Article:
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Compendium
February 2019
Volume 40, Issue 2

Attracting and Retaining Key Talent to Grow Your Practice

Perrin DesPortes

Operating a growing group practice is difficult work, and success or failure often hinges on the consistent revenue produced by the group's best providers. In fact, retaining key employees is a primary challenge of just about any founder-owner of a group dental practice.

Leaders of group practices may often wonder how to maintain the offices they have while continuing to grow the business through new startup locations and/or acquisitions. Attempting to expand the business' footprint is futile if the existing practices are declining. Poor revenue borne out of the turnover of key providers can bring a budding group to its knees. Stopping associate turnover is a key to the success of a group practice.

Trust Your Team

Many founders have challenges transitioning from holding 100% control of their business to having to listen to the input of others. Even more challenging is the emotional aspect of surrendering complete control of a business they have built. However, if you've hired the right team members, then you should want and value their input.

Whether a top dentist leaves his or her associateship at a small private practice or a large dental service organization (DSO), the issues are usually fairly similar. Though some dentists working for a private practice may have concerns with patient flow, many leave their associateship for a better future opportunity, andthis is not always purely related to compensation. A 2015 study by the Gallup organization showed that more than 50% of people left their job because of their manager. Similar studies often show that lack of communication and empowerment leads to good people looking for better opportunities.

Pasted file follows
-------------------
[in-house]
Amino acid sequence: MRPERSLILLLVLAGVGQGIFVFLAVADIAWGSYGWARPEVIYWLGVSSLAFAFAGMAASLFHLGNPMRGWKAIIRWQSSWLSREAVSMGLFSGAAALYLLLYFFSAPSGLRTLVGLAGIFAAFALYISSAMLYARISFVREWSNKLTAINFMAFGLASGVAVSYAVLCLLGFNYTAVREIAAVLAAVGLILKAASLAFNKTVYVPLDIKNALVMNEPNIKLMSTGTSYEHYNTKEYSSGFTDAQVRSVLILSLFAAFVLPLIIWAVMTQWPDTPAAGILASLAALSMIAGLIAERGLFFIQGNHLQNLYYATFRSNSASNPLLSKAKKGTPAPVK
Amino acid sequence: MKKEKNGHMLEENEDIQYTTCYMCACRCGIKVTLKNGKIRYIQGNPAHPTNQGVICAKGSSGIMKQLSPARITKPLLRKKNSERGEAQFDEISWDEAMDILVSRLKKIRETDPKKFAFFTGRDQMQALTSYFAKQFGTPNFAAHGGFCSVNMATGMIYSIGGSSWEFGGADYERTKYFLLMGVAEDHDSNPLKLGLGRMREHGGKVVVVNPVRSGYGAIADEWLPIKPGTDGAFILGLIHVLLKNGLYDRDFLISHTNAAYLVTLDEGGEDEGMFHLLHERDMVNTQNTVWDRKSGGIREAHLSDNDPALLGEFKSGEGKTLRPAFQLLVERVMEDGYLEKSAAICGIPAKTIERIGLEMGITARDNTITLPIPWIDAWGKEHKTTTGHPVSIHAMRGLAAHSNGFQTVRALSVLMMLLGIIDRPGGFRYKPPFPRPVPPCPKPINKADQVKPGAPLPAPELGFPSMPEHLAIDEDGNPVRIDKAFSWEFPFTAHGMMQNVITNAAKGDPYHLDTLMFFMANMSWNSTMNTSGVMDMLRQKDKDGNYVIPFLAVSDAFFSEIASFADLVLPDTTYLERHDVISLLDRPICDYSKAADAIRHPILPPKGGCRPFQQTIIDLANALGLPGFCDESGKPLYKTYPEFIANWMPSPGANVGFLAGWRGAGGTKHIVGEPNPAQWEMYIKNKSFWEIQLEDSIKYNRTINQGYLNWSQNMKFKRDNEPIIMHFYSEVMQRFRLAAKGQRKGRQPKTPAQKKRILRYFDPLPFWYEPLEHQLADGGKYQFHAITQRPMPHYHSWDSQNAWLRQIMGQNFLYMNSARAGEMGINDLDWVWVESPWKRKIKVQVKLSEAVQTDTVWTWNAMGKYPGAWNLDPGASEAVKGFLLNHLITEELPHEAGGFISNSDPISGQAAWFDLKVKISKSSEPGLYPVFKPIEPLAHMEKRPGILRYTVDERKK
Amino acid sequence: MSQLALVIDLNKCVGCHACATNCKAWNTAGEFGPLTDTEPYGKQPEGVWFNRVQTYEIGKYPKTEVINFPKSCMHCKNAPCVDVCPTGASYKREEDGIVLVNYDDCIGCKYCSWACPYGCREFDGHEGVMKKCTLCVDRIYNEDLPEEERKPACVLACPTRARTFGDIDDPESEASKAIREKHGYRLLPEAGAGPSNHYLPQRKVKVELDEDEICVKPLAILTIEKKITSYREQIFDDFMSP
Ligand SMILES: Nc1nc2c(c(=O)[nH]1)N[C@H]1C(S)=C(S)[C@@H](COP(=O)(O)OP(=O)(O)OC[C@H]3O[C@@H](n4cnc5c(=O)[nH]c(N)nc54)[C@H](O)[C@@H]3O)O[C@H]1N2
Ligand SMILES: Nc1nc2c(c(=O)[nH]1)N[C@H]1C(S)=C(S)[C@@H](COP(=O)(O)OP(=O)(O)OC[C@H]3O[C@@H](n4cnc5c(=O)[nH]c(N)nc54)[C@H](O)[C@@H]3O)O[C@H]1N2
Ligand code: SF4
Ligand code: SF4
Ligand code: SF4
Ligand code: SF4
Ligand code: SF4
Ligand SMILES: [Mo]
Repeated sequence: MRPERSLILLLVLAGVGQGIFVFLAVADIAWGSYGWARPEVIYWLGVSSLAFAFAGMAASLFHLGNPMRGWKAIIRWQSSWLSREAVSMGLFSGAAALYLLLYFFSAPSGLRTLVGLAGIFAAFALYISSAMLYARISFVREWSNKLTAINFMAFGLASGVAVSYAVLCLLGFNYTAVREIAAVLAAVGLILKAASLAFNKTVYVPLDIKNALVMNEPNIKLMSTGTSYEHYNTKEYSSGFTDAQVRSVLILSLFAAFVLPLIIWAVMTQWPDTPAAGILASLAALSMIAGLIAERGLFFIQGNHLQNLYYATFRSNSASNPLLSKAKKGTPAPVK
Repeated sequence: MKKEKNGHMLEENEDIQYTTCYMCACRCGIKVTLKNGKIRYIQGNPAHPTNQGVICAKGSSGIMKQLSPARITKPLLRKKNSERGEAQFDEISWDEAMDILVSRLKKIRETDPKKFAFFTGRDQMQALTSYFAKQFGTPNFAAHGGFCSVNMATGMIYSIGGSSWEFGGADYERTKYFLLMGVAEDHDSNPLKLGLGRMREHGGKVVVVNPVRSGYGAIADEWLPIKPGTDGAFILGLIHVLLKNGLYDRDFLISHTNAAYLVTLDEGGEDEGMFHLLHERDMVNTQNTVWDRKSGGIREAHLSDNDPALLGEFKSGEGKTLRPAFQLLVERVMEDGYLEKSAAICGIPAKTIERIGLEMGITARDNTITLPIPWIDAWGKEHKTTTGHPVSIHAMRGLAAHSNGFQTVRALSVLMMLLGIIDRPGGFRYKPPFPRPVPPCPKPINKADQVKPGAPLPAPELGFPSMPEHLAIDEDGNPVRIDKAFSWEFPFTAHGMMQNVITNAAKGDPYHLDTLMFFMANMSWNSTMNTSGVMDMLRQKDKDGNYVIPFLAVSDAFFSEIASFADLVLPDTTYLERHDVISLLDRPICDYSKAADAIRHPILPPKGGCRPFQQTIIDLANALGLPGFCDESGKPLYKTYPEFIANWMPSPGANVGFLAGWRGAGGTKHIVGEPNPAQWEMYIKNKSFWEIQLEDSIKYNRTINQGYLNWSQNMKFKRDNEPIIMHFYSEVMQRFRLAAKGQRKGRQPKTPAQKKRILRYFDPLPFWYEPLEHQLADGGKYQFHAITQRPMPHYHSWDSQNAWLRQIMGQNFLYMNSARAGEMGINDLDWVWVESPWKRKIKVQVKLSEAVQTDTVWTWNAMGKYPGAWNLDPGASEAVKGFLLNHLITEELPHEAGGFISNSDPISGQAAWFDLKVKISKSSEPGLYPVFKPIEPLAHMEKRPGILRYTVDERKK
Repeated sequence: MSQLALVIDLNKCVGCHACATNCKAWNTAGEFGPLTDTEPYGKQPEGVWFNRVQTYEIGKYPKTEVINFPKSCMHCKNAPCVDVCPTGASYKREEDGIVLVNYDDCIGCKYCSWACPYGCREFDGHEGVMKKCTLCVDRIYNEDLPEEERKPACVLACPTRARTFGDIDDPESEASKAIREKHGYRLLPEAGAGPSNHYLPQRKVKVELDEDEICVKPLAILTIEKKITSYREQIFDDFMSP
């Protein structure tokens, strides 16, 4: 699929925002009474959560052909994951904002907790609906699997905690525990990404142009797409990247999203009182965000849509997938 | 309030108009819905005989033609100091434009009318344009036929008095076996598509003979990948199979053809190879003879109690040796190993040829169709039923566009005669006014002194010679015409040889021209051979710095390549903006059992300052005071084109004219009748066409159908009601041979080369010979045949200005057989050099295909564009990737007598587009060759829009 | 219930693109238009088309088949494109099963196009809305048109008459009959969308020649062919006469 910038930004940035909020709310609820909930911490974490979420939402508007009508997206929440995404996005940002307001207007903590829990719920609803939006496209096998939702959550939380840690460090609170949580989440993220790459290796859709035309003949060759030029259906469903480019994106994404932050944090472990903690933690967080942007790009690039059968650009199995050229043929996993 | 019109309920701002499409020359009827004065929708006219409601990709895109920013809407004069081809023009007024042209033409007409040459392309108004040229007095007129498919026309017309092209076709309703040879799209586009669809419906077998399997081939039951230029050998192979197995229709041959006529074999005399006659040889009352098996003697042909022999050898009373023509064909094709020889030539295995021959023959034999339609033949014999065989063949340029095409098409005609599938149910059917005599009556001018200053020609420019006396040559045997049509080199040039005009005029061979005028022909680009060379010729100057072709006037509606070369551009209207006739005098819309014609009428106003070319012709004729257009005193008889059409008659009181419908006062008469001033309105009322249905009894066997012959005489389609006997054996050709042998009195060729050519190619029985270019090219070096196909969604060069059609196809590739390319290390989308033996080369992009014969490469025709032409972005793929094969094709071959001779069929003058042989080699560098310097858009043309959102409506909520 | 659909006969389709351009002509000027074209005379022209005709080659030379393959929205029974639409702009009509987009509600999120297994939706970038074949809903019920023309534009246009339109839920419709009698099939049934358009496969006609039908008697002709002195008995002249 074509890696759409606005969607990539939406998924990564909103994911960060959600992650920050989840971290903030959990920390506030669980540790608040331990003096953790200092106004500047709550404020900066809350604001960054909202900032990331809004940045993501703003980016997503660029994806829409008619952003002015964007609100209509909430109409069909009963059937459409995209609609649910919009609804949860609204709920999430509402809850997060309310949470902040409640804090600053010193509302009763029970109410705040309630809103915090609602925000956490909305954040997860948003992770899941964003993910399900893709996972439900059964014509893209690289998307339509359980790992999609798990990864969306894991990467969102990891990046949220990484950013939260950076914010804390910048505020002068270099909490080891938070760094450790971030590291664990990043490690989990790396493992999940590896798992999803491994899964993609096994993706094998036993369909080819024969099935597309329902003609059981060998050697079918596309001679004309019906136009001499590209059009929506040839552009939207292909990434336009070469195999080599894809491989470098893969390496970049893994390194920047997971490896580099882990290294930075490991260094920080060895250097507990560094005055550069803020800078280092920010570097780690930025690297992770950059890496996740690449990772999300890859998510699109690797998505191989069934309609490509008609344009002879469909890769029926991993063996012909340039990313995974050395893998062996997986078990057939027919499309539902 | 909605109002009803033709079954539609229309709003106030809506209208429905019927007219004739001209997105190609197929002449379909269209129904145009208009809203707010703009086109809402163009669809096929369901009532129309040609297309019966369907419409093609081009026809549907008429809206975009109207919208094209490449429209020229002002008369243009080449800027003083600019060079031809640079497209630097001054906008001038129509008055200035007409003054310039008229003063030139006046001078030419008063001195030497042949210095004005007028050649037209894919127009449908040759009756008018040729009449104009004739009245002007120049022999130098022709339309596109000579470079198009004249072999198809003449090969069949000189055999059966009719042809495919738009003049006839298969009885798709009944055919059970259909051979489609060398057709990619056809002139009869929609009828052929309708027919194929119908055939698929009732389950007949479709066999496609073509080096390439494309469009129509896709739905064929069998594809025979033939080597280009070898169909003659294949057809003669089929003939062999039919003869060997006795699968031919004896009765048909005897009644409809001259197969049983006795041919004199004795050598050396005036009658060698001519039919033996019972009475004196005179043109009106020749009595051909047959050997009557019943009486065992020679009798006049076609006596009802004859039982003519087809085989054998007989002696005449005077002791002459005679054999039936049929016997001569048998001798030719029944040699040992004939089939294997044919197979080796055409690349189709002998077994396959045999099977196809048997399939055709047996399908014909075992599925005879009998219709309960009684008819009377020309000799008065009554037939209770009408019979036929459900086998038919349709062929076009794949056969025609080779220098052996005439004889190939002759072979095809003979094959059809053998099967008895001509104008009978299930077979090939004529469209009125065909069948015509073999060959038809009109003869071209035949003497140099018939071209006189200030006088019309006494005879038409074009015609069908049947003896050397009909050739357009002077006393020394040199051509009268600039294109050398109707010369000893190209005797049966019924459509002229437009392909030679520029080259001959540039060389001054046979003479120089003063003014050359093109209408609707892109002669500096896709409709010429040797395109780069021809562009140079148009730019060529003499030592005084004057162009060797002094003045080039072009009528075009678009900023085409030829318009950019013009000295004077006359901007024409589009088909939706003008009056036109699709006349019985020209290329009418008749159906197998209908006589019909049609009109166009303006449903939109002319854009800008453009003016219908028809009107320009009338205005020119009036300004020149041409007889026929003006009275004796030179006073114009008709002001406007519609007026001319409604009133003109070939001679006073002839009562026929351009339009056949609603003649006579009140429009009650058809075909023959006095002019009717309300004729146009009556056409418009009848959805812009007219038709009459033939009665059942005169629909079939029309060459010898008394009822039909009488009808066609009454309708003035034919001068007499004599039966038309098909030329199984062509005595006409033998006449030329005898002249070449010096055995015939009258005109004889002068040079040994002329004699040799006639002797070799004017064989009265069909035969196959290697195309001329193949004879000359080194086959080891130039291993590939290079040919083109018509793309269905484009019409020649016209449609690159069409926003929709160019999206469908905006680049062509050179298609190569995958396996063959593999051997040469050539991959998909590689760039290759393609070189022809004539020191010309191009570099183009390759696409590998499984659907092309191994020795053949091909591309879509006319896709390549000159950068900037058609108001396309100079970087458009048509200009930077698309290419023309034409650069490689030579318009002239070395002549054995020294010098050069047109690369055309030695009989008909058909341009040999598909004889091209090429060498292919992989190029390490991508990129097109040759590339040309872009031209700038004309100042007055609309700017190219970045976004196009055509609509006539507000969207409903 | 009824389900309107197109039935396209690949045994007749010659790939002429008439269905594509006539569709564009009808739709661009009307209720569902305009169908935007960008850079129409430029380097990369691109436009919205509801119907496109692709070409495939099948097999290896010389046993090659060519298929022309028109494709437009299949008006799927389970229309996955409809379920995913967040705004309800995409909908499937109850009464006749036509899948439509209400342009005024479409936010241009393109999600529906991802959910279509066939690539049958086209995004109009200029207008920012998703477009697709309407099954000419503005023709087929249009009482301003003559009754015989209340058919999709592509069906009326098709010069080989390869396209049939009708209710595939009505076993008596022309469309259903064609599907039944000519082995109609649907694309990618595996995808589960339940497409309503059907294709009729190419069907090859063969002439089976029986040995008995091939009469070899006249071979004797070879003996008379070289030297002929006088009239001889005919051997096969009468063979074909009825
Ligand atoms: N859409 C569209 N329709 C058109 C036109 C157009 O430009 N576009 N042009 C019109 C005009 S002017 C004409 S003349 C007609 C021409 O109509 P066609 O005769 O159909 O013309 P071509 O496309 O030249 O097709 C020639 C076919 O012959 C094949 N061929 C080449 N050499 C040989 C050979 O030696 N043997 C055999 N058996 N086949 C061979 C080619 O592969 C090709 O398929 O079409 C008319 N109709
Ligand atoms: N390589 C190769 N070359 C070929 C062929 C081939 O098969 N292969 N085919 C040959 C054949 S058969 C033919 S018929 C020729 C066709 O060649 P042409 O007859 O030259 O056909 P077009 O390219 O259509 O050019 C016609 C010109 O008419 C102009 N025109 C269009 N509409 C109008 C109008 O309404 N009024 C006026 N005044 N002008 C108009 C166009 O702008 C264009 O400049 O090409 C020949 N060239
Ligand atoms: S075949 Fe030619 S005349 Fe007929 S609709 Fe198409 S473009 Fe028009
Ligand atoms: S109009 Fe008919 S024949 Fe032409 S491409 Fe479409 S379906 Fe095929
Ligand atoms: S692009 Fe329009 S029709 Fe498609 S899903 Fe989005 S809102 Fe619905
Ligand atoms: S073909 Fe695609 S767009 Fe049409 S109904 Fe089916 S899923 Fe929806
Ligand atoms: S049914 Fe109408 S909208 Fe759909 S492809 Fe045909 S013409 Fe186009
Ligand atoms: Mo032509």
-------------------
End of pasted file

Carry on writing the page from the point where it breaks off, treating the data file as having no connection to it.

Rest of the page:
Increase Associate Engagement

Associate engagement is vital to the life of the business. First, the founder-owner should communicate often with key employees both in group settings and one on one. Monthly meetings should be held with key associates, during which the direction of the business and the associates' role in it are discussed. The owner should want the key associates to care about the business and not just their personal incomes.

Second, these associates should be empowered to impact the business. Good people want to be heard by their team leaders and be part of decision-making. The owner may need to be involved early in the process to coach them to success.

Third, key associates should be afforded unlimited financial opportunity and the ability to generate life-changing wealth by earning ownership in the business. The key word here is "earning," not "giving." This opportunity is not necessarily offered to everyone alike. There will always be attrition of employees just like in any other business. However, offering the key associates-those providers who are the most beloved by both staff and patients-the chance to earn equity may motivate them to want to remain with the company and fully commit to its success.

The Ownership Mindset

Many students choose dentistry over medicine for the simple reason that they would rather own their own business instead of becoming an employee of a hospital network or healthcare conglomerate. Dentistry is often considered a better career path to ownership. As these students transition into dental school, typically a plethora of third parties, such as bankers, attorneys, financial advisors, supply companies, and brokers, are eager to avail themselves to present the benefits of private practice ownership. This predominant message of ownership continues into residency programs or associateships.